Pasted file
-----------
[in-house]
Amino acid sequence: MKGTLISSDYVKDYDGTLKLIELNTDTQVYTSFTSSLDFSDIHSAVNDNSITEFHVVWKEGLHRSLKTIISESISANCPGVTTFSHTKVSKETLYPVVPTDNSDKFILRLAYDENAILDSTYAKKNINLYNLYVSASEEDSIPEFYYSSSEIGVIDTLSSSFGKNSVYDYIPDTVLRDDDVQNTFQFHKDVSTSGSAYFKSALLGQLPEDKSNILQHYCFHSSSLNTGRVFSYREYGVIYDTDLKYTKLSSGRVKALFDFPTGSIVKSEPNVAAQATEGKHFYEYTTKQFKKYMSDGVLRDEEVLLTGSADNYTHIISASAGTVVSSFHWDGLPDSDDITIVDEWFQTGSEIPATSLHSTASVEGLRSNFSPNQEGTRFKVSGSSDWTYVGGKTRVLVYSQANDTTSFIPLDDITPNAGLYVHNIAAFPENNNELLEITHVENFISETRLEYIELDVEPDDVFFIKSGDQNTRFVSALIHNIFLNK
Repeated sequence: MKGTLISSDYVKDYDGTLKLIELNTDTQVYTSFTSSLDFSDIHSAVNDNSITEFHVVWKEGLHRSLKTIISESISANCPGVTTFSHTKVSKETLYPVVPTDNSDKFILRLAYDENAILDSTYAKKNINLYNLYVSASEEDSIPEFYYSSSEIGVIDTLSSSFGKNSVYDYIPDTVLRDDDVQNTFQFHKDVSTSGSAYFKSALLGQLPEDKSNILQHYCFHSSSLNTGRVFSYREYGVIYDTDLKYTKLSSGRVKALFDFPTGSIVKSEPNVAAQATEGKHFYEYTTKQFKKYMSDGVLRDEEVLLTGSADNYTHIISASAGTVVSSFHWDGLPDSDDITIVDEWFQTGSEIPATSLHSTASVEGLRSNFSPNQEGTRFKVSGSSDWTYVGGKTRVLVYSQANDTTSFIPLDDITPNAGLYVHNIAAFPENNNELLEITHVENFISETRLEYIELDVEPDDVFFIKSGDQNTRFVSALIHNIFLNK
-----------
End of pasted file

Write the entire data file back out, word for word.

[in-house]
Amino acid sequence: MKGTLISSDYVKDYDGTLKLIELNTDTQVYTSFTSSLDFSDIHSAVNDNSITEFHVVWKEGLHRSLKTIISESISANCPGVTTFSHTKVSKETLYPVVPTDNSDKFILRLAYDENAILDSTYAKKNINLYNLYVSASEEDSIPEFYYSSSEIGVIDTLSSSFGKNSVYDYIPDTVLRDDDVQNTFQFHKDVSTSGSAYFKSALLGQLPEDKSNILQHYCFHSSSLNTGRVFSYREYGVIYDTDLKYTKLSSGRVKALFDFPTGSIVKSEPNVAAQATEGKHFYEYTTKQFKKYMSDGVLRDEEVLLTGSADNYTHIISASAGTVVSSFHWDGLPDSDDITIVDEWFQTGSEIPATSLHSTASVEGLRSNFSPNQEGTRFKVSGSSDWTYVGGKTRVLVYSQANDTTSFIPLDDITPNAGLYVHNIAAFPENNNELLEITHVENFISETRLEYIELDVEPDDVFFIKSGDQNTRFVSALIHNIFLNK
Repeated sequence: MKGTLISSDYVKDYDGTLKLIELNTDTQVYTSFTSSLDFSDIHSAVNDNSITEFHVVWKEGLHRSLKTIISESISANCPGVTTFSHTKVSKETLYPVVPTDNSDKFILRLAYDENAILDSTYAKKNINLYNLYVSASEEDSIPEFYYSSSEIGVIDTLSSSFGKNSVYDYIPDTVLRDDDVQNTFQFHKDVSTSGSAYFKSALLGQLPEDKSNILQHYCFHSSSLNTGRVFSYREYGVIYDTDLKYTKLSSGRVKALFDFPTGSIVKSEPNVAAQATEGKHFYEYTTKQFKKYMSDGVLRDEEVLLTGSADNYTHIISASAGTVVSSFHWDGLPDSDDITIVDEWFQTGSEIPATSLHSTASVEGLRSNFSPNQEGTRFKVSGSSDWTYVGGKTRVLVYSQANDTTSFIPLDDITPNAGLYVHNIAAFPENNNELLEITHVENFISETRLEYIELDVEPDDVFFIKSGDQNTRFVSALIHNIFLNK